It’s now been over 3 years since I last blogged seriously (I wrote a couple of posts over the time between that one and now, a few about Covid) and plenty has happened.

A key part of that being my diagnosis of depression. I know, I hid it really well.

I don’t really understand why I didn’t blog the shit out of the pandemic, but instead I bought a shed load of old D&D stuff on eBay. We also started sorting out the house a little bit, said farewell to Fizz (our cat) and hello to Pippa and Poppy (our new second hand cats).

I also started doing a lot of DIY, I’d previously been terrified of making things worse or fucking up the house or destroying a wall, but it turns out a lot of that was depression, and once the anti-depressants kicked in, I found I was able to worry less about that and get on and do things. That’s an ongoing process since there was *so much* that needed doing, and there still is.

But, I’m keen that I get back to blogging, even for no other reason than it gives me another minor creative outlet and keeps my brain busy.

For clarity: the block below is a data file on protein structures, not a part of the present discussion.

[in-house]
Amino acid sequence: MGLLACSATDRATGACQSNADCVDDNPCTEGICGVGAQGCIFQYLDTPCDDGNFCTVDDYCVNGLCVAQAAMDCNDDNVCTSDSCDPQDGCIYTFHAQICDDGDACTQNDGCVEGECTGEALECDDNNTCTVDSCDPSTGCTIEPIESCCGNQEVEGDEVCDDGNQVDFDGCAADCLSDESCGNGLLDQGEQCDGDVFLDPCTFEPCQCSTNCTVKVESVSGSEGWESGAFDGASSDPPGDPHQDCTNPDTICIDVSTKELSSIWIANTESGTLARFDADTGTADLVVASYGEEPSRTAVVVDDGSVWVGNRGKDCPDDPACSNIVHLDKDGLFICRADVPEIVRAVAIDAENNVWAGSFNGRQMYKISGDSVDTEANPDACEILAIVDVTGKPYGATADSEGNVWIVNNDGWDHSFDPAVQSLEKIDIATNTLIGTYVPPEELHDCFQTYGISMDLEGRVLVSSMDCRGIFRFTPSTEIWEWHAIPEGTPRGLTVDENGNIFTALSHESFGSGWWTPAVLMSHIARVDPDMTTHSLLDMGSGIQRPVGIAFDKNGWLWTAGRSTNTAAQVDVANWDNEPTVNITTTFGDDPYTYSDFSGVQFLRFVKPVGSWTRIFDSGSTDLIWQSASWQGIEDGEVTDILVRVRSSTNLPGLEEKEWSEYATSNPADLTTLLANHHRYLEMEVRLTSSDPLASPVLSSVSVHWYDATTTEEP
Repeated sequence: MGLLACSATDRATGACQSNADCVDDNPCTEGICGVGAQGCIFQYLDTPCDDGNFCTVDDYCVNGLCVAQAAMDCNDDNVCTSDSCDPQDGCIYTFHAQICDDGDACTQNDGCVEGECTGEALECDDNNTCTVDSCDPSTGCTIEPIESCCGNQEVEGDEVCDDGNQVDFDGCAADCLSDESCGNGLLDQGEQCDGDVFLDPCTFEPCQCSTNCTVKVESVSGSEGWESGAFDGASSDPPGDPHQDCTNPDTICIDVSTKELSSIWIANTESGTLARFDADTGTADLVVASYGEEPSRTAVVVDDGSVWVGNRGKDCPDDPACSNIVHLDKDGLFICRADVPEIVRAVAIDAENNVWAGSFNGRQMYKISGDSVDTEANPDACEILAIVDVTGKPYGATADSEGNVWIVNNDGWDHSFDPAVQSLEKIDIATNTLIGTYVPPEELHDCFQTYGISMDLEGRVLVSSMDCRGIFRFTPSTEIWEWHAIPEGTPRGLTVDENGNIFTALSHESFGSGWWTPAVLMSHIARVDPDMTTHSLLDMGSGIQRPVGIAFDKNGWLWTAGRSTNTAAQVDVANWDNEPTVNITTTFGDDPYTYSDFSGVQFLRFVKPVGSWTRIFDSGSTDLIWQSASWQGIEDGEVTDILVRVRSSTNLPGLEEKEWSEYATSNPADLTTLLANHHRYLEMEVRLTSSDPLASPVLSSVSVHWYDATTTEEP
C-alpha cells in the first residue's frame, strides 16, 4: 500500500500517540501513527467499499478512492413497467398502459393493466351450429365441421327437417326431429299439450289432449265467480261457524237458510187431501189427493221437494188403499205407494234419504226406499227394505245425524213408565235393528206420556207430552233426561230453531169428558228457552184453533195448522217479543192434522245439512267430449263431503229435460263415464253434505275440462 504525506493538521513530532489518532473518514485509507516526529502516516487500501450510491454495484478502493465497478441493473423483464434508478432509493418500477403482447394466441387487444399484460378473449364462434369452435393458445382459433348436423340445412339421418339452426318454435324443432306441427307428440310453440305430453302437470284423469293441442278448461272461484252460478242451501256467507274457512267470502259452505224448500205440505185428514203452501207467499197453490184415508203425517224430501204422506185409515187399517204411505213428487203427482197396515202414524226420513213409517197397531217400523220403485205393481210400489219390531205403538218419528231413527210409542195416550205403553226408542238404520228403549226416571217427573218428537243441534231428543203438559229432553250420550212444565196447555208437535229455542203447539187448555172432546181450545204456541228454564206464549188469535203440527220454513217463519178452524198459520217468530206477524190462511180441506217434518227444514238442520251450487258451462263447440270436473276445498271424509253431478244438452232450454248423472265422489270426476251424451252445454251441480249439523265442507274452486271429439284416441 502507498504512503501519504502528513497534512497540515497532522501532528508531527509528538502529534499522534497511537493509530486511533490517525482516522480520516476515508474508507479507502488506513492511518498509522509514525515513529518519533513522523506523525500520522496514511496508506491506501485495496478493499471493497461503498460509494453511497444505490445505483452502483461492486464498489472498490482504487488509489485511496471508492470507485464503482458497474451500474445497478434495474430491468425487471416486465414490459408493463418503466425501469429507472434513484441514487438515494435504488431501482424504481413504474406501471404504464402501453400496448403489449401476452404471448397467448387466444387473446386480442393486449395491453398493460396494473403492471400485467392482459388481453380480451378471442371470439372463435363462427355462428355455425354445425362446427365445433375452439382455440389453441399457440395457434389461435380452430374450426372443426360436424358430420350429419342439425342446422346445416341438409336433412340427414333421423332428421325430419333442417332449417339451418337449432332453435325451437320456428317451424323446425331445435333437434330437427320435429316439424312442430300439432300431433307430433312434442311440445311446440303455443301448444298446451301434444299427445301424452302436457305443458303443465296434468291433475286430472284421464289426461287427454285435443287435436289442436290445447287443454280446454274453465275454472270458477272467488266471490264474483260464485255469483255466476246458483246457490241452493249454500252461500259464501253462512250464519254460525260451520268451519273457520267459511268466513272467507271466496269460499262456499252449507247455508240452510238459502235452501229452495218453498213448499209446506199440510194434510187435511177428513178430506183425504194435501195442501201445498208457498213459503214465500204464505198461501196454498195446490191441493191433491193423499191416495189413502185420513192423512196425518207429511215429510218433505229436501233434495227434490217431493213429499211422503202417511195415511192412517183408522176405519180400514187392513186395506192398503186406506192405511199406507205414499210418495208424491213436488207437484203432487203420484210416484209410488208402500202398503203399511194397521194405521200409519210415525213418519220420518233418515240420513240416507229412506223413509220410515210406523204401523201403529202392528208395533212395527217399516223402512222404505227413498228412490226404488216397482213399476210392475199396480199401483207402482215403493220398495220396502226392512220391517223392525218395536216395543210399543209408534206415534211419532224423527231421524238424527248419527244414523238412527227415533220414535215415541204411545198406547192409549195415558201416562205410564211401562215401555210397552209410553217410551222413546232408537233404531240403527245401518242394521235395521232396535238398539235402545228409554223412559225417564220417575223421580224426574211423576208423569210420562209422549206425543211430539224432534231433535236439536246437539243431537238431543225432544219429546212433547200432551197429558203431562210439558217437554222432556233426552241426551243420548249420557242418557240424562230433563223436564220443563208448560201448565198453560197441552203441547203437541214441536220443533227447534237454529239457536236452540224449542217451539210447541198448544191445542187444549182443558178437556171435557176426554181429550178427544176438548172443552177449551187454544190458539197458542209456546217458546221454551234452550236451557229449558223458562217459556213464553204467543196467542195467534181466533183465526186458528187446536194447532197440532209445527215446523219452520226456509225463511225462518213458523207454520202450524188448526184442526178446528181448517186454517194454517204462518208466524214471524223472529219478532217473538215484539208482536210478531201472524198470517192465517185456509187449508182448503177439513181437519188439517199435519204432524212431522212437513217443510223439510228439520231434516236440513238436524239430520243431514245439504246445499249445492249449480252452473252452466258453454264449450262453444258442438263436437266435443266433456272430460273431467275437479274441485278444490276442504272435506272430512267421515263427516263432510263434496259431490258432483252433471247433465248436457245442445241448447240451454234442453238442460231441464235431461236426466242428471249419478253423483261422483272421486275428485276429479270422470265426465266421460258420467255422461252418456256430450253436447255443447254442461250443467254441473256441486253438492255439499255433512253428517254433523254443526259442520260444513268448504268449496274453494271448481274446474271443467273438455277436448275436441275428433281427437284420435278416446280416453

Here we go then, another attempt at running a blog.


One the things I don’t quite understand, is how Covid didn’t result in me writing shit loads of blog posts. It should have really, but instead, it absolutely killed the remains of my blogging.

Which is odd.

Yes, it’s back.

Turns out I still want to blog. So it’s back. I’ve managed to import all the old content, but,

  • Links are probably broken
  • I haven’t got (and won’t be using) all the plugins so you may see weird [text] in square brackets that would have previously triggered plugins, which no longer will (like pull-quotes, article lists, etc.)
  • The import only partially worked, so tag counts and other things are off, I dunno if I’ll be able to fix them.
  • I’ll be working on the look soon (re-doing icons, headers, etc.) but am not going to customise anything in the theme directly, or use a custom theme, because it just requires too much energy to maintain.